Maryland at College Park, University of

91

National Aeronautics and Space Administration NaNotechNology Roadmap  

E-Print Network [OSTI]

National Aeronautics and Space Administration · NaNotechNology Roadmap Technology Area 10 Michael A: Nanotechnology. NASA developed this DRAFT Space Technology Roadmap for use by the National Research Council (NRC Nanotechnology involves the manipulation of matter at the atomic level, where convention- al physics breaks down

Waliser, Duane E.

92

DEPARTMENT OF ELECTRICAL AND ELECTRONIC ENGINEERING LONDON CENTRE FOR NANOTECHNOLOGY  

E-Print Network [OSTI]

DEPARTMENT OF ELECTRICAL AND ELECTRONIC ENGINEERING LONDON CENTRE FOR NANOTECHNOLOGY Chair/Readership in Nanoelectronics/Nanophotonics Ref:1335861 UCL Department / Division: London Centre for Nanotechnology / Department of nanotechnology for electronics and/or photonics. The appointment will be at Lecturer, Senior Lecturer, Reader

Haddadi, Hamed

93

From Consumer Resistance to Stakeholder Resistance The case of nanotechnology*  

E-Print Network [OSTI]

1 From Consumer Resistance to Stakeholder Resistance The case of nanotechnology* Caroline Gauthier proposes to study the resistance of stakeholders, by exploring the nanotech field. Nanotechnology is today in the resistance context. Keywords. Nanotechnology; Resistance Bio. Caroline Gauthier is currently Professor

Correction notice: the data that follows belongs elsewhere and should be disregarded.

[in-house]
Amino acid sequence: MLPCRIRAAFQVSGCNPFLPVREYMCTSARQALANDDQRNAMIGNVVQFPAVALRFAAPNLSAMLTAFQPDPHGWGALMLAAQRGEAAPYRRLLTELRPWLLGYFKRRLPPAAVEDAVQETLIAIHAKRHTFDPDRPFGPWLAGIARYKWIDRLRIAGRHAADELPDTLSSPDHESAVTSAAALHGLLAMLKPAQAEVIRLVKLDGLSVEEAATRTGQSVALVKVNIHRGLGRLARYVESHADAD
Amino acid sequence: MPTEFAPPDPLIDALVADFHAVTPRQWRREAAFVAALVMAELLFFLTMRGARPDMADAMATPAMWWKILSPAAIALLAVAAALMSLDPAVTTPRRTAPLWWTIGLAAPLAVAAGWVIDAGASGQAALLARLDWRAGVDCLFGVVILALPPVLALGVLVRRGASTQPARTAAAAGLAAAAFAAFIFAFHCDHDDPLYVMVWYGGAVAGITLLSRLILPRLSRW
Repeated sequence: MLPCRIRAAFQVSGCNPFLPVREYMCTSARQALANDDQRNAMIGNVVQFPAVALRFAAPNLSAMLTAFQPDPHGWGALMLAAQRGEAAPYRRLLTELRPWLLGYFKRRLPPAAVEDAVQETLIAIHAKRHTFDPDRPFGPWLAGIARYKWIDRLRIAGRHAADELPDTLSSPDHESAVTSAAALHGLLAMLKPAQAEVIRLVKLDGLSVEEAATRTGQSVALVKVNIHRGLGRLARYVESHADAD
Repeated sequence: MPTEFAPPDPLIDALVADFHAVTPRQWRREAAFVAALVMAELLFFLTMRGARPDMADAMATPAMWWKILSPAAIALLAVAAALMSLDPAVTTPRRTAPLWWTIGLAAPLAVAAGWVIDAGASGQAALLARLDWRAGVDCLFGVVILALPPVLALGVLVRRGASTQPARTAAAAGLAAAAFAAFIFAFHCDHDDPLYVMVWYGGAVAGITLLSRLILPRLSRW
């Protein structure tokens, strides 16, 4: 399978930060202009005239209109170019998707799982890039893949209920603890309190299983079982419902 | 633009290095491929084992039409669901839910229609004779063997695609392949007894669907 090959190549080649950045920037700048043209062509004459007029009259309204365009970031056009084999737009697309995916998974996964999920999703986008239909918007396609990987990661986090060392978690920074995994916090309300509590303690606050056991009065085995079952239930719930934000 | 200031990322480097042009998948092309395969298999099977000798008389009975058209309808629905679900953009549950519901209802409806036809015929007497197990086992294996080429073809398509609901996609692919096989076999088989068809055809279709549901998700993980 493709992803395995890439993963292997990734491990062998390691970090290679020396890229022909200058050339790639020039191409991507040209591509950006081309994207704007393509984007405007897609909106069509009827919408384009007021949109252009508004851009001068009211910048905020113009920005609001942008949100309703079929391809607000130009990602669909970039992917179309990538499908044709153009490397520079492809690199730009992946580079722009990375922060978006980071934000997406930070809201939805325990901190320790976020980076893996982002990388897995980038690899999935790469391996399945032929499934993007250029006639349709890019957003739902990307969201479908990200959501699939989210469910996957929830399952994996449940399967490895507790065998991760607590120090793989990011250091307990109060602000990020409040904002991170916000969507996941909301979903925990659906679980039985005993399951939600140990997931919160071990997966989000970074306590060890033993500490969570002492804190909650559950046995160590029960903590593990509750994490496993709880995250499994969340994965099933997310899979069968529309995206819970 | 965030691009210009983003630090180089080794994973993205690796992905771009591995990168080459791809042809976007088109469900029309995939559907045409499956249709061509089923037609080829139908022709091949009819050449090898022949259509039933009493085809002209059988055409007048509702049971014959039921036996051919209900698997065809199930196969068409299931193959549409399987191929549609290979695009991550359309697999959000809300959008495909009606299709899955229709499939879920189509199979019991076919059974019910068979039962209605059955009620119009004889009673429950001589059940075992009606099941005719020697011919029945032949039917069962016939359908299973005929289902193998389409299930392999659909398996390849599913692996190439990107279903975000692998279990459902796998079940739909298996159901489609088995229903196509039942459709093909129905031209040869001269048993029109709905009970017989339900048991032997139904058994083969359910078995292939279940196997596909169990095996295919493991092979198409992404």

Boyer, Edmond

94

Research Priorities to Advance Eco-Responsible Nanotechnology  

E-Print Network [OSTI]

Research Priorities to Advance Eco- Responsible Nanotechnology Pedro J. J. Alvarez,, * Vicki Colvin nanotechnology revolution has great potential to enhance a wide variety of products, services, and in- dustries than a future environmental liability, the Interna- tional Council on Nanotechnology (ICON

Alvarez, Pedro J.

95

Engineering Nanotechnology at Rice University has been huge  

E-Print Network [OSTI]

Materials Engineering Abstract Nanotechnology at Rice University has been huge since the discovery by a revolution in nanotechnology. Solving the world's energy (and climate, and water) challenges will demand revolutionary breakthroughs in the physical sciences and engineering, and nanotechnology offers unprecedented

96

updated 3/17/08 Birck Nanotechnology Center  

E-Print Network [OSTI]

updated 3/17/08 1 Birck Nanotechnology Center This script assumes that the tour begins at the Birck Nanotechnology Center Main Entrance on Level 1, and continues through the major open areas of the facility Nanotechnology Center is very safe, but as a precaution, we are asking you to explain the information below

97

Ali Shakouri Director, Birck Nanotechnology Center